The survey asked students to summarise their financial concerns and consequently threw up some troubling stories. Some students are forced to choose which days they attend their hospital placements due to travel costs whilst others have been prescribed anxiolytic medication due to their monetary fears. One student even admitted to having to be savvy with credit card companies by moving credit around from one card to another to avoid racking up even more debts.

Running concurrently to this survey, Dr. Mike Schachter, Faculty Senior Tutor at ICSM, was also monitoring the financial situation of clinical students. His own report into the use of the Student Support Fund, a resource for medical students in particular financial hardship with a maximum value of £1000, demonstrated that many more students were requiring additional financial assistance in the first part of this academic year than ever before. In fact, in the first quarter of the 2014/15 academic year, Dr. Schachter has distributed more than half the amount that he had awarded in the whole of the previous academic year.

“Fundamentally,” Jennie continues, “I think it is very wrong that we sign up to provide a health service as doctors but must first go through a substantial risk to both our physical and mental health in order to do so.”

A solution, however, seems to be very complicated. “SFE and the NHS don’t talk to each other,” Jennie tells me. It is apparent that what they do provide is not enough to cover the costs of being a medical student in London. One proposed method is to integrate funding into one system that would be able to better monitor the needs of medical students and together, they must review the total cost involved in successfully completing a medical degree.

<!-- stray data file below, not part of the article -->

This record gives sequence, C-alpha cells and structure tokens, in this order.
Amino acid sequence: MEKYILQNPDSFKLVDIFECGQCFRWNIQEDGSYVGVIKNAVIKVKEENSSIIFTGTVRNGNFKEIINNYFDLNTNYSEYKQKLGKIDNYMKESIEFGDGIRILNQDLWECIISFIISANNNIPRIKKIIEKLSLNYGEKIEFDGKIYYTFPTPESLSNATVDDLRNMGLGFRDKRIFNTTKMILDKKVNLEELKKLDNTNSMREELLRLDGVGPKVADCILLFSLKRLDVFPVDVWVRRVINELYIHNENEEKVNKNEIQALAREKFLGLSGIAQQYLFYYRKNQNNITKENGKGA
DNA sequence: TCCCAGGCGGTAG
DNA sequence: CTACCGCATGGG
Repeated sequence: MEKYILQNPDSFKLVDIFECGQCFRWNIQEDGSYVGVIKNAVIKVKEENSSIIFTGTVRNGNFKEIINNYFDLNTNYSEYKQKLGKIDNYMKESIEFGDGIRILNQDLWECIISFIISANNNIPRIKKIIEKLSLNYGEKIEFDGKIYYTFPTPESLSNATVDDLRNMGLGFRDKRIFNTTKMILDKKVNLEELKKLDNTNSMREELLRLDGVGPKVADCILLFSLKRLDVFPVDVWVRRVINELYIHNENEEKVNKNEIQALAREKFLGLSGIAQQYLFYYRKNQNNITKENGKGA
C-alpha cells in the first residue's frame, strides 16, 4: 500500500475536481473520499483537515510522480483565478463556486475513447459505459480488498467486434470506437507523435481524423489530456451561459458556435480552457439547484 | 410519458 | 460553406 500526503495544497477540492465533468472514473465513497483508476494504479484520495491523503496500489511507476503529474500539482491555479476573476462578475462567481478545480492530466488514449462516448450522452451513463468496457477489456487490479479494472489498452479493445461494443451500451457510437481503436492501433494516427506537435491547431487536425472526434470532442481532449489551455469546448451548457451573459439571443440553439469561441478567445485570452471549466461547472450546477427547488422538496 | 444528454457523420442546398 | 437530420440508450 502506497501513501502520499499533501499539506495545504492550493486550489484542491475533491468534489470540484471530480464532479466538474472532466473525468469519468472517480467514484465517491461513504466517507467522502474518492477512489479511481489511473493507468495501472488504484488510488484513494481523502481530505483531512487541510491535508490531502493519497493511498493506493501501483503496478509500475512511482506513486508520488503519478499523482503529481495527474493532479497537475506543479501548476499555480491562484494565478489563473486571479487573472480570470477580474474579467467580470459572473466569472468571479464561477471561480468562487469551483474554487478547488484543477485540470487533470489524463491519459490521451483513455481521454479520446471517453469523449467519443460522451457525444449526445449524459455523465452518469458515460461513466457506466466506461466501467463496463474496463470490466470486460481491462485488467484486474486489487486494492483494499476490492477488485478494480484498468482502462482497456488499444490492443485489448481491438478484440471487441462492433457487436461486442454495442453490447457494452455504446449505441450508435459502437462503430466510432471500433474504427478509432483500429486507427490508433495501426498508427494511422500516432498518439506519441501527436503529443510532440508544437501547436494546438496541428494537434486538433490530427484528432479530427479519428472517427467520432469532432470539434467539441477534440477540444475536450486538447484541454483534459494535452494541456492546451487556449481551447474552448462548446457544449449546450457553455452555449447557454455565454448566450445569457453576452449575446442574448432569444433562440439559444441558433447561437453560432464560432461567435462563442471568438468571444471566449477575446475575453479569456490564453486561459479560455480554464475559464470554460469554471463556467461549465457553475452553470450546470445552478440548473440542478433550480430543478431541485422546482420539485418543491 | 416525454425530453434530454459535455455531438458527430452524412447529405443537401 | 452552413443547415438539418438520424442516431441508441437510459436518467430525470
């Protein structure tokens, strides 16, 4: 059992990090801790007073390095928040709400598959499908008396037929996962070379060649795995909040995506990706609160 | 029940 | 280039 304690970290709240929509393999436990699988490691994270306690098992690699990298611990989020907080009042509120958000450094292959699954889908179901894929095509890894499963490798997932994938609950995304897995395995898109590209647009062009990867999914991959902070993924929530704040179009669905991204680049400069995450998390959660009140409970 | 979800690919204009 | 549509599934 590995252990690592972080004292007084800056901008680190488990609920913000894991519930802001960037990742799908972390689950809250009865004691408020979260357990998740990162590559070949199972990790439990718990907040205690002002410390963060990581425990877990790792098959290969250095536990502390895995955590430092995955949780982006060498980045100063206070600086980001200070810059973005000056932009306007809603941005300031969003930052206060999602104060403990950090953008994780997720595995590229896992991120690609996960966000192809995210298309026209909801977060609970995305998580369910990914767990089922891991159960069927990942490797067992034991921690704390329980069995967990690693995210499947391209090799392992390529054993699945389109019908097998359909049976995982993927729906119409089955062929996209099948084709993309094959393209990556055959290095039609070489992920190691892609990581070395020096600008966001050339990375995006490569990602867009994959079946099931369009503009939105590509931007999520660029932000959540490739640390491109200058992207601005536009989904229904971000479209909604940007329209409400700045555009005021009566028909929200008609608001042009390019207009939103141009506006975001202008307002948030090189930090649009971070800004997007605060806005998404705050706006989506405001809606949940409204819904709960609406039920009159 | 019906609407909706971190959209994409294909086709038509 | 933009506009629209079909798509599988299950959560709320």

Another hypothesised fix is to extend the Imperial College bursary which students in the first four years of their degree are eligible to receive if their parental income is lower. However this, obviously, overlooks the students in the middle ground whose parents earn too much to allow them to be eligible for both an NHS bursary and an Imperial College bursary but are still unable to provide enough money each month to support their child through the final two years. Of course at other London medical schools, this avenue of funding may not be available and so a widespread and all-encompassing solution is desperately needed.

Jennie also raised the idea of an NHS loan, no different to the student loan received earlier in the course that is repayable at a low interest rate. “It wouldn’t be extra money drained from the NHS because when medical students qualify they are reliably able to pay back their student loans.”

Whatever the direction taken, if any, the problem for funding the final two years of a medical degree is an odorous one. As the gap between the costs of living in London and the amount of money that students receive widens, the situation is only going to get bleaker. One respondent to the survey replied: “If I didn’t work through every weekend as well as attending my hospital placement in the week I would, essentially, not be able to live”. Perhaps it is already bleak enough.


The survey is still available for all London medical students to fill in here